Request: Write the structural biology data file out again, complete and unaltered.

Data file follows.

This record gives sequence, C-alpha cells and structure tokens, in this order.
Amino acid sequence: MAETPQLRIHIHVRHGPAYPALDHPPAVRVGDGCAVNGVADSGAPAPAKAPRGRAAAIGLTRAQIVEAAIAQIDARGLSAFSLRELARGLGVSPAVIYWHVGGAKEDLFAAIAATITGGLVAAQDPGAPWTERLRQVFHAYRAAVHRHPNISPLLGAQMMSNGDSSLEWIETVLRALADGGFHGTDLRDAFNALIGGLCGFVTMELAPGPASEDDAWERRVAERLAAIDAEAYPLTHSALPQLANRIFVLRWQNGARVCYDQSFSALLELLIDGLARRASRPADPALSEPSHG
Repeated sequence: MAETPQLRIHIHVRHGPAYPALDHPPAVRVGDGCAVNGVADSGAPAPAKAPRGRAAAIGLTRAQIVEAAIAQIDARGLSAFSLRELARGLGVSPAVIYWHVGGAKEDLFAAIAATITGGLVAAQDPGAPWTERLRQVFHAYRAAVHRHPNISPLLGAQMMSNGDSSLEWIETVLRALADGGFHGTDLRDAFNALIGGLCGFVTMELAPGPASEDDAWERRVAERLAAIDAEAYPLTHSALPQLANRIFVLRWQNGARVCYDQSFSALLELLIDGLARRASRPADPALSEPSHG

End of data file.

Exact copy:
This record gives sequence, C-alpha cells and structure tokens, in this order.
Amino acid sequence: MAETPQLRIHIHVRHGPAYPALDHPPAVRVGDGCAVNGVADSGAPAPAKAPRGRAAAIGLTRAQIVEAAIAQIDARGLSAFSLRELARGLGVSPAVIYWHVGGAKEDLFAAIAATITGGLVAAQDPGAPWTERLRQVFHAYRAAVHRHPNISPLLGAQMMSNGDSSLEWIETVLRALADGGFHGTDLRDAFNALIGGLCGFVTMELAPGPASEDDAWERRVAERLAAIDAEAYPLTHSALPQLANRIFVLRWQNGARVCYDQSFSALLELLIDGLARRASRPADPALSEPSHG
Repeated sequence: MAETPQLRIHIHVRHGPAYPALDHPPAVRVGDGCAVNGVADSGAPAPAKAPRGRAAAIGLTRAQIVEAAIAQIDARGLSAFSLRELARGLGVSPAVIYWHVGGAKEDLFAAIAATITGGLVAAQDPGAPWTERLRQVFHAYRAAVHRHPNISPLLGAQMMSNGDSSLEWIETVLRALADGGFHGTDLRDAFNALIGGLCGFVTMELAPGPASEDDAWERRVAERLAAIDAEAYPLTHSALPQLANRIFVLRWQNGARVCYDQSFSALLELLIDGLARRASRPADPALSEPSHG